For this week’s “Melanchthon Monday,” a short passage on the law of nature, and our natural knowledge of it, that I have translated from the secunda aetas, or “second period,” of the Loci communes. I think it is fair to say that it still surprises a lot of people to find this sort of thing in the Lutheran Reformers, but is there–even, one might say, “ubiquitously.”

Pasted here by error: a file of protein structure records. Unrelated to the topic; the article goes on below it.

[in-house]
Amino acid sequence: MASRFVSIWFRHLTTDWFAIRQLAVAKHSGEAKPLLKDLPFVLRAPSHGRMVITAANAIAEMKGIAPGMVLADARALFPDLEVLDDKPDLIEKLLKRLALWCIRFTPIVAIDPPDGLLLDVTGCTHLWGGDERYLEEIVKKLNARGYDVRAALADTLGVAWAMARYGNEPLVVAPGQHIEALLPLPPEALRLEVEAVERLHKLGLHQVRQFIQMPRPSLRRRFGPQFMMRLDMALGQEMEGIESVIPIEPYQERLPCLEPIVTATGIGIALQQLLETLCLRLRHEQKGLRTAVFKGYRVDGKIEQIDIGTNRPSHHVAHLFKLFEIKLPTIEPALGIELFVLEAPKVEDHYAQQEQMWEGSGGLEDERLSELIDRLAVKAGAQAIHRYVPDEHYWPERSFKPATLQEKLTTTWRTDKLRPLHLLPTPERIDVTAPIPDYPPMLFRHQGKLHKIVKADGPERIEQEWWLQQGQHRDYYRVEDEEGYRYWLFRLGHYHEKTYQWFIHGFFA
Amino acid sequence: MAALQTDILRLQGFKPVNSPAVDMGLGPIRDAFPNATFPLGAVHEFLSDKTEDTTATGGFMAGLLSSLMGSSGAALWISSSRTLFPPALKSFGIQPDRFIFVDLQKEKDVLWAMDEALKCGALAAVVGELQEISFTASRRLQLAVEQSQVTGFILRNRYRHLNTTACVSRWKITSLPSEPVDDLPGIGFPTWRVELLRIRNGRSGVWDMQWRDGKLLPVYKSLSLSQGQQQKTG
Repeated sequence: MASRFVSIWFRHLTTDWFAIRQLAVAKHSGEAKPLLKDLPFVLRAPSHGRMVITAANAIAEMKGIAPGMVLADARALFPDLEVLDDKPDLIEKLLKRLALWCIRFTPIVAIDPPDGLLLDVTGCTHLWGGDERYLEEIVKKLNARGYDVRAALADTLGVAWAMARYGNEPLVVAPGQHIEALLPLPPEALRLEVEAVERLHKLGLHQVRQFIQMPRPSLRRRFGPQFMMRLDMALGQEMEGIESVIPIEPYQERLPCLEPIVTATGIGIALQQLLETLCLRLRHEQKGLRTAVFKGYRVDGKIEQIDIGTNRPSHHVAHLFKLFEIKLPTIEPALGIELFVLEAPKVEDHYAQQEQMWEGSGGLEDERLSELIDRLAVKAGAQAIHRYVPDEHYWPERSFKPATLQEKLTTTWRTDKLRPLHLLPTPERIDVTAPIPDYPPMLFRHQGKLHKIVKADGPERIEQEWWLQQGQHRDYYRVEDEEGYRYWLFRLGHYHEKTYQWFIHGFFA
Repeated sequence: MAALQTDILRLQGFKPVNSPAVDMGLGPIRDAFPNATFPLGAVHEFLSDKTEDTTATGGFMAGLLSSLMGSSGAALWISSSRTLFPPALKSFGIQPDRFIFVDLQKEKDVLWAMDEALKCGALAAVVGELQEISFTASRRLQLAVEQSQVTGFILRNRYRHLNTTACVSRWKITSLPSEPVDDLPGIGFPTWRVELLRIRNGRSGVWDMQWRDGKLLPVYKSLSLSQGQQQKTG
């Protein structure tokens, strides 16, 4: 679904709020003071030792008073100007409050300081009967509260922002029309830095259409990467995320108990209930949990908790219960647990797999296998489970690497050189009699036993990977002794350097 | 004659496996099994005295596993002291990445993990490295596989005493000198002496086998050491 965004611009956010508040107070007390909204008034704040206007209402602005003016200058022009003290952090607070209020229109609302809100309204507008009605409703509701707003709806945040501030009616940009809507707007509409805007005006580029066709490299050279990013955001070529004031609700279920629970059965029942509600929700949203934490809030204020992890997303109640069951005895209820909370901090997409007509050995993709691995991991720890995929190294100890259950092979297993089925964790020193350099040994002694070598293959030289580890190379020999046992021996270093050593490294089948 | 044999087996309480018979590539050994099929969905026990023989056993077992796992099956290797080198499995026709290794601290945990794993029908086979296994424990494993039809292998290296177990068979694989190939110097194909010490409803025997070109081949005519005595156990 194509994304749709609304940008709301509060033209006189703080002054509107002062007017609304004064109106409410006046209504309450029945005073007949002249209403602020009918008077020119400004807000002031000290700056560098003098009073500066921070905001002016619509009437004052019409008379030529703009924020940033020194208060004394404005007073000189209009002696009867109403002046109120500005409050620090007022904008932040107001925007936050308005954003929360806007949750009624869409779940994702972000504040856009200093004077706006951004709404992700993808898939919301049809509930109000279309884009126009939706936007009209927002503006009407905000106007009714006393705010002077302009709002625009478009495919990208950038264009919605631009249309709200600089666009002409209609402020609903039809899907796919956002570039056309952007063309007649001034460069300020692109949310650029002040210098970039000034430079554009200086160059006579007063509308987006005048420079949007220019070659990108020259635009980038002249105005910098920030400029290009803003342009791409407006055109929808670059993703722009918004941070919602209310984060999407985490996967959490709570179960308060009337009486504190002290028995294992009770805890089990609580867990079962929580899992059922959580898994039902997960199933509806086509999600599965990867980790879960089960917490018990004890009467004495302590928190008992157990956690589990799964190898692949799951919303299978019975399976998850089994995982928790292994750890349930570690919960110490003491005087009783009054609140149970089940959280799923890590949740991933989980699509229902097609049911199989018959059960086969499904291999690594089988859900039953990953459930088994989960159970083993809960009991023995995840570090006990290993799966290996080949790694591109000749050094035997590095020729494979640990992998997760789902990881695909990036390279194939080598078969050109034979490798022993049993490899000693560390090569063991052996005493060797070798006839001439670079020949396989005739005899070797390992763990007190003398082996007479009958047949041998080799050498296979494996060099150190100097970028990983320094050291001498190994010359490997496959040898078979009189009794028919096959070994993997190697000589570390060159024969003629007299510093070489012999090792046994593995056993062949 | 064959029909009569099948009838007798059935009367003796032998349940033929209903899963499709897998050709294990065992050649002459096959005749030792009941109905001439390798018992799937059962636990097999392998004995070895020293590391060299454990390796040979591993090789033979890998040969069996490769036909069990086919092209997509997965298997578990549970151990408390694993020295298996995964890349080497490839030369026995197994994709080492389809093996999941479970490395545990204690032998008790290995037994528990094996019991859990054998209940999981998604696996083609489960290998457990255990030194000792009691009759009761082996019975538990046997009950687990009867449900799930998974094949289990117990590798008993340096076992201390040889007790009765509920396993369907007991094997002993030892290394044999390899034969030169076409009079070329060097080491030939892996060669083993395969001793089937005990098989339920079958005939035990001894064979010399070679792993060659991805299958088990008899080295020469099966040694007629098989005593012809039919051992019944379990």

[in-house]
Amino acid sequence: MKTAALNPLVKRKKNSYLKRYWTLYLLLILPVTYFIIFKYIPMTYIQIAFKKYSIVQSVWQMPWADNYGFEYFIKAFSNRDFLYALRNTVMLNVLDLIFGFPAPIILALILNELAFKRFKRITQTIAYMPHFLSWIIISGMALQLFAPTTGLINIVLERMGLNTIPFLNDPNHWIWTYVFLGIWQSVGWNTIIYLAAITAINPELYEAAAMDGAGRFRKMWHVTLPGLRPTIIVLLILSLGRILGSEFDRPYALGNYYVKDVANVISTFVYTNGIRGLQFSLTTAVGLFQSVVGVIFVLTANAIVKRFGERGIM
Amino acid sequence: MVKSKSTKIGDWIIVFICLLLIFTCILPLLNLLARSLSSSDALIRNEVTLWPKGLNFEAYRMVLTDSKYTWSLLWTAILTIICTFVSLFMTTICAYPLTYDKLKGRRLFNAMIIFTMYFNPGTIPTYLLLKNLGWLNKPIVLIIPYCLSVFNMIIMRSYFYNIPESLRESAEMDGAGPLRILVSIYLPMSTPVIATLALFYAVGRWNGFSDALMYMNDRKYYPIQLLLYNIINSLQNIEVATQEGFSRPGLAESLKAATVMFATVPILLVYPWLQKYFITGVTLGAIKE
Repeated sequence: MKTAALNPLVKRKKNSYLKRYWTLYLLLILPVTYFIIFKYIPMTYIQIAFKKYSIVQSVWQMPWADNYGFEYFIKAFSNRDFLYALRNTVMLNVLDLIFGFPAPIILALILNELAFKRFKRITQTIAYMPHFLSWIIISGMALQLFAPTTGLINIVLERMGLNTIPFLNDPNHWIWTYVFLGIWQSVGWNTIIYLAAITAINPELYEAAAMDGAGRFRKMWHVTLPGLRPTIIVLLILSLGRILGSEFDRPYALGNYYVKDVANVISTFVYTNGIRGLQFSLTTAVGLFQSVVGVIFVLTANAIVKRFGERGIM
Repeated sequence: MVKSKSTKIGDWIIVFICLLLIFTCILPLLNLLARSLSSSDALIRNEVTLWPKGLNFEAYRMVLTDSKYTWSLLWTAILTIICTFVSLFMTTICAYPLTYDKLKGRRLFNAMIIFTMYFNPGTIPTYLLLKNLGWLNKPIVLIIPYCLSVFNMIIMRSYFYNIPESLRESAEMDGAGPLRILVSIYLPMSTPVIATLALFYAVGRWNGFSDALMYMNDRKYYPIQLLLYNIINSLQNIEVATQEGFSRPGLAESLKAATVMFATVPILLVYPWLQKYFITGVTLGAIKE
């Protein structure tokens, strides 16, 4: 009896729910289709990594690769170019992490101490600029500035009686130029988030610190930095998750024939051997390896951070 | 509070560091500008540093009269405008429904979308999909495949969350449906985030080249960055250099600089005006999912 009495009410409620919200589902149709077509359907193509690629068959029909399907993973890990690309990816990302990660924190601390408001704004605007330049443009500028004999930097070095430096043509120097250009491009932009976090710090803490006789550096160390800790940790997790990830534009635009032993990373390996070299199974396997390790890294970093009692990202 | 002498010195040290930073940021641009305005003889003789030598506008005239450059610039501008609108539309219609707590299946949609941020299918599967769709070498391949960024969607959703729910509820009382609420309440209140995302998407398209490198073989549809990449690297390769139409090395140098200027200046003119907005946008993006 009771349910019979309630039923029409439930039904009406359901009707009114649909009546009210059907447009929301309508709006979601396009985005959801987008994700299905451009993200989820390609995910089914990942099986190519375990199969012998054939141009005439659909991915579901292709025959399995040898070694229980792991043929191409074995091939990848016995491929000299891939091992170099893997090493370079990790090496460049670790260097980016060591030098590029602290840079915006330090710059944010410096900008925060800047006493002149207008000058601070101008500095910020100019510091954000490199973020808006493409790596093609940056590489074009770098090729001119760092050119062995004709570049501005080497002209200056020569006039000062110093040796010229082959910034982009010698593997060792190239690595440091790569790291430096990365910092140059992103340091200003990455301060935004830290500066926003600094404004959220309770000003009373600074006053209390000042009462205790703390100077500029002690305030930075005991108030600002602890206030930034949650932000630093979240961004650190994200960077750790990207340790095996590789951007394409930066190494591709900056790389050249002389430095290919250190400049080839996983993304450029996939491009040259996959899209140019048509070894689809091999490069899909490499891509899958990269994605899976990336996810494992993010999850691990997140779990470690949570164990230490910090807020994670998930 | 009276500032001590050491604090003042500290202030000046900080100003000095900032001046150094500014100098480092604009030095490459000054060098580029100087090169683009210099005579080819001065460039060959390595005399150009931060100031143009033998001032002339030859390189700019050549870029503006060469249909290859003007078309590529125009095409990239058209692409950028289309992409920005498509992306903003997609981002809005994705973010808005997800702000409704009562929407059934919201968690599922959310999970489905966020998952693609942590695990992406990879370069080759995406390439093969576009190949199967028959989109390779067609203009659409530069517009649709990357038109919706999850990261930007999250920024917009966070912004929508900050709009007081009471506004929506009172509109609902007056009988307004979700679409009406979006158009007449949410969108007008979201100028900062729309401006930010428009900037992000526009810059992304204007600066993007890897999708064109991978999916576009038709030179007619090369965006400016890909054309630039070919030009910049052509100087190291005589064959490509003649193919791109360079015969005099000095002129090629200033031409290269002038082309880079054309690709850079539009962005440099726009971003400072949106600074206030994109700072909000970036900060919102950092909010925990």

The law of nature is knowledge of the divine law imparted to man’s nature. And there is nothing in all of reality that is better and more beautiful, nor is there any more present vestige of God that the fact that God has impressed this likeness and image of his own wisdom on human minds. I have said, moreover, that it is “knowledge imparted to nature,” which you should understand as follows: Just as a light has been imparted to our eyes by God, so some conceptions have been implanted in human minds, or a light by which they recognize and judge certain things on their own. Philosophers call this light the knowledge of principles; they call it κοινὰς ἐννοίας [koinas ennoias, “common conceptions”] or προλήψεις [prolēpseis, “preconceptions”]. As just as they themselves teach concerning the speculative principles that men recognize and embrace them as most certain, so should one judge concerning the practical principles, that is, concerning the law of nature.